The third leg of the 2012 Formula One season in Bahrain will go ahead despite driver protests regarding the civil unrest in the Kingdom.
F1 boss Bernie Ecclestone announced on Thursday that the race, to be held in a week and half’s time, would not be cancelled.
Australia’s top F1 driver Mark Webber, of Red Bull, opened his pre-race press conference for today’s grand prix event in China by pre-empting media queries by asking, “So. Bahrain?”
Webber chose not to make too much noise about the issue and told reporters that the F1 circuit is fairly meaningless in the context of world events, referring to the bloody anti-government protests of recent times.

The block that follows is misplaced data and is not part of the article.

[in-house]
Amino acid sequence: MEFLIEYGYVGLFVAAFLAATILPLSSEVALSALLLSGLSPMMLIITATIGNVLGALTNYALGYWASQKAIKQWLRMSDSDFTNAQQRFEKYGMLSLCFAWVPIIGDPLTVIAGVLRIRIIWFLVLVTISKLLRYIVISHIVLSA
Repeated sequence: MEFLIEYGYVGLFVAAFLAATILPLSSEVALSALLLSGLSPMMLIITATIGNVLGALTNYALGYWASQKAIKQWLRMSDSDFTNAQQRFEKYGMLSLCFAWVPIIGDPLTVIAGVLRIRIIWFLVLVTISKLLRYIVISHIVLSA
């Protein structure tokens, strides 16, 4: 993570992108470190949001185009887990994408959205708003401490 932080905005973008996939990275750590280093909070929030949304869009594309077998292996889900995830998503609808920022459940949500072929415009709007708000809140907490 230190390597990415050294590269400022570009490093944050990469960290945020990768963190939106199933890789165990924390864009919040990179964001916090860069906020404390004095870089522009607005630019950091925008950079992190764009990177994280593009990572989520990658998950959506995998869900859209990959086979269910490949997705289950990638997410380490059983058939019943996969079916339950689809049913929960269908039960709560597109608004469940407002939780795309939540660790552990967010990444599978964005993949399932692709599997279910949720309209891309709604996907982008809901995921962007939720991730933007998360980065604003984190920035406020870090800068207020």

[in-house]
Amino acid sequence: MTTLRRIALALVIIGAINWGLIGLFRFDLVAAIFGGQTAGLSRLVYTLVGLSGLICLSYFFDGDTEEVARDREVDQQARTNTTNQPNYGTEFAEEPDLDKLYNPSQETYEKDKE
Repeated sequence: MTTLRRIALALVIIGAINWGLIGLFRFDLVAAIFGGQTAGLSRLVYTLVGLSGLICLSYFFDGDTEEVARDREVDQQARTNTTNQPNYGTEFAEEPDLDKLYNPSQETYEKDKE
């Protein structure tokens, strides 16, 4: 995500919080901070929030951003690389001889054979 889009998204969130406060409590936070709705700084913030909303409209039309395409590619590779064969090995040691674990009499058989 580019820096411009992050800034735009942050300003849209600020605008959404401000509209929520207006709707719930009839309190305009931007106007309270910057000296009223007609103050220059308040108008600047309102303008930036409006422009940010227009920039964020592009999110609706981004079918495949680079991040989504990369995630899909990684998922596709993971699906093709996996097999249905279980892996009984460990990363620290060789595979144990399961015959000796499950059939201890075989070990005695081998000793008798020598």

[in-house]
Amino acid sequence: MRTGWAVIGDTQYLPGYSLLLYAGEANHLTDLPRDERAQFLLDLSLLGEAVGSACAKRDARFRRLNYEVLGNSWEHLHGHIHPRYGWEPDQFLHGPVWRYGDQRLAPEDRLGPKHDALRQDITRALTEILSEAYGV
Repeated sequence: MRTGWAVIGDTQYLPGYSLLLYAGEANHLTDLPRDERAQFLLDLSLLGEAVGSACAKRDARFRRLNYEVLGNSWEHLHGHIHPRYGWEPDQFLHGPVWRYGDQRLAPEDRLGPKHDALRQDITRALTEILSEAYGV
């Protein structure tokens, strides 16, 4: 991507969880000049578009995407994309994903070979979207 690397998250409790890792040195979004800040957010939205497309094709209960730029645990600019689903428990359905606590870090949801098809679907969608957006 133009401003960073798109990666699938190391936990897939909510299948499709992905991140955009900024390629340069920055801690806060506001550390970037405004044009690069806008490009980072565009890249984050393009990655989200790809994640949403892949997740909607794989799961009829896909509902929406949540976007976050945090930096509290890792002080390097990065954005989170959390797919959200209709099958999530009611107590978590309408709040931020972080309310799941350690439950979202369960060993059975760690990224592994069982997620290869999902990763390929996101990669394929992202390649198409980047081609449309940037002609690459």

The race was cancelled last year when more than 30 people died in Bahrain protesting their lack of voice in government rule.
“Ultimately it is a car race. There are a hell of a lot of people in the world who don’t have a clue there is a Grand Prix in Bahrain next weekend so let’s not get too wrapped up in our own bubble about how important it is,” said Webber.
Webber brought up issues surrounding moral and safety issues, not just for the drivers and teams, but also for the staff, reporters and fans. Protestors have said they will target the race and will likely use its international recognition to gain more support for their cause.
A bomb attack wounded seven policemen on Monday making the Bahrain race the most contentious issue in racing at the moment.